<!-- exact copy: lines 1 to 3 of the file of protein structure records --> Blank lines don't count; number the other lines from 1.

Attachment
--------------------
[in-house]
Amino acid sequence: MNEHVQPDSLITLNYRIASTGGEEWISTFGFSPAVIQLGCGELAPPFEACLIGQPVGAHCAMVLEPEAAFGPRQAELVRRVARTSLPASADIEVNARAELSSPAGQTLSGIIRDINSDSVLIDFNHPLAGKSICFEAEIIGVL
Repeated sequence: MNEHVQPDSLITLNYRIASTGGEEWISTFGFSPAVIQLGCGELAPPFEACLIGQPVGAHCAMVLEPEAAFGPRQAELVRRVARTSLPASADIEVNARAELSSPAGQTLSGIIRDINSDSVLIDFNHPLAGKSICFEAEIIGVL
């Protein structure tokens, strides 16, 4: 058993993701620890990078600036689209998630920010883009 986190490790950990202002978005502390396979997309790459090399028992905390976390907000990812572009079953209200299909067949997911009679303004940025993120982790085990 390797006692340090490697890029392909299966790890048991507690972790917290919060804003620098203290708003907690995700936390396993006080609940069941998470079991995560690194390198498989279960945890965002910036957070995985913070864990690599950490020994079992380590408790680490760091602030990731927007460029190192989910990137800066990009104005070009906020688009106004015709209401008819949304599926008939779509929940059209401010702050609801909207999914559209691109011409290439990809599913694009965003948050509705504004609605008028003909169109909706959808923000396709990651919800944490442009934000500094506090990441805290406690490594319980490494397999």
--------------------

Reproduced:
[in-house]
Amino acid sequence: MNEHVQPDSLITLNYRIASTGGEEWISTFGFSPAVIQLGCGELAPPFEACLIGQPVGAHCAMVLEPEAAFGPRQAELVRRVARTSLPASADIEVNARAELSSPAGQTLSGIIRDINSDSVLIDFNHPLAGKSICFEAEIIGVL
Repeated sequence: MNEHVQPDSLITLNYRIASTGGEEWISTFGFSPAVIQLGCGELAPPFEACLIGQPVGAHCAMVLEPEAAFGPRQAELVRRVARTSLPASADIEVNARAELSSPAGQTLSGIIRDINSDSVLIDFNHPLAGKSICFEAEIIGVL